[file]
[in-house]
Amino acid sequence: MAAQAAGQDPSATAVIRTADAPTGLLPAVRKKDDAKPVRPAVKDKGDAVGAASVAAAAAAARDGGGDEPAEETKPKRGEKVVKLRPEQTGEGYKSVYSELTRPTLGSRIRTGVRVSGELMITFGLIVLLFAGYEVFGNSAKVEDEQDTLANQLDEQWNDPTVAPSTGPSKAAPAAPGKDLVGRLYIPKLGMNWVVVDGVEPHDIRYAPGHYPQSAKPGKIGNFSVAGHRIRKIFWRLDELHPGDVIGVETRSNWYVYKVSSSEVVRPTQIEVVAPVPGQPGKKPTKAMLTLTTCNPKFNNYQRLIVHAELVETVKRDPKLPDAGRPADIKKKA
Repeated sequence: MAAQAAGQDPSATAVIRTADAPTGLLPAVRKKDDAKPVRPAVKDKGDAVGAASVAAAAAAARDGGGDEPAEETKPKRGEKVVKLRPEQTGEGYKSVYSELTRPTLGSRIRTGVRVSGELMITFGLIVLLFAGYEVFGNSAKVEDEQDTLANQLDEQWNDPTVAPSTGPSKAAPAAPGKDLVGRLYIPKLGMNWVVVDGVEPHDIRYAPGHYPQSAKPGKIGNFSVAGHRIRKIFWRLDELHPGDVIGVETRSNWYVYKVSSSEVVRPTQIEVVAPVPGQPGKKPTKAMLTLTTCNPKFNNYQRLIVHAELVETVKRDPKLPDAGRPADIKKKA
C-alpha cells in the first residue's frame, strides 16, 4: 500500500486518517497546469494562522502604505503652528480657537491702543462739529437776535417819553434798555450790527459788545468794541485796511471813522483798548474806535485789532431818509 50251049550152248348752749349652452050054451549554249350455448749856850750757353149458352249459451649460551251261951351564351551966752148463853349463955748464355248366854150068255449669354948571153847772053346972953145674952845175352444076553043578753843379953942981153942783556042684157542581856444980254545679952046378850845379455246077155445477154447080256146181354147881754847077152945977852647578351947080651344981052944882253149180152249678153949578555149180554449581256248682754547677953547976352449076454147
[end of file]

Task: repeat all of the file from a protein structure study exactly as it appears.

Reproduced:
[in-house]
Amino acid sequence: MAAQAAGQDPSATAVIRTADAPTGLLPAVRKKDDAKPVRPAVKDKGDAVGAASVAAAAAAARDGGGDEPAEETKPKRGEKVVKLRPEQTGEGYKSVYSELTRPTLGSRIRTGVRVSGELMITFGLIVLLFAGYEVFGNSAKVEDEQDTLANQLDEQWNDPTVAPSTGPSKAAPAAPGKDLVGRLYIPKLGMNWVVVDGVEPHDIRYAPGHYPQSAKPGKIGNFSVAGHRIRKIFWRLDELHPGDVIGVETRSNWYVYKVSSSEVVRPTQIEVVAPVPGQPGKKPTKAMLTLTTCNPKFNNYQRLIVHAELVETVKRDPKLPDAGRPADIKKKA
Repeated sequence: MAAQAAGQDPSATAVIRTADAPTGLLPAVRKKDDAKPVRPAVKDKGDAVGAASVAAAAAAARDGGGDEPAEETKPKRGEKVVKLRPEQTGEGYKSVYSELTRPTLGSRIRTGVRVSGELMITFGLIVLLFAGYEVFGNSAKVEDEQDTLANQLDEQWNDPTVAPSTGPSKAAPAAPGKDLVGRLYIPKLGMNWVVVDGVEPHDIRYAPGHYPQSAKPGKIGNFSVAGHRIRKIFWRLDELHPGDVIGVETRSNWYVYKVSSSEVVRPTQIEVVAPVPGQPGKKPTKAMLTLTTCNPKFNNYQRLIVHAELVETVKRDPKLPDAGRPADIKKKA
C-alpha cells in the first residue's frame, strides 16, 4: 500500500486518517497546469494562522502604505503652528480657537491702543462739529437776535417819553434798555450790527459788545468794541485796511471813522483798548474806535485789532431818509 50251049550152248348752749349652452050054451549554249350455448749856850750757353149458352249459451649460551251261951351564351551966752148463853349463955748464355248366854150068255449669354948571153847772053346972953145674952845175352444076553043578753843379953942981153942783556042684157542581856444980254545679952046378850845379455246077155445477154447080256146181354147881754847077152945977852647578351947080651344981052944882253149180152249678153949578555149180554449581256248682754547677953547976352449076454147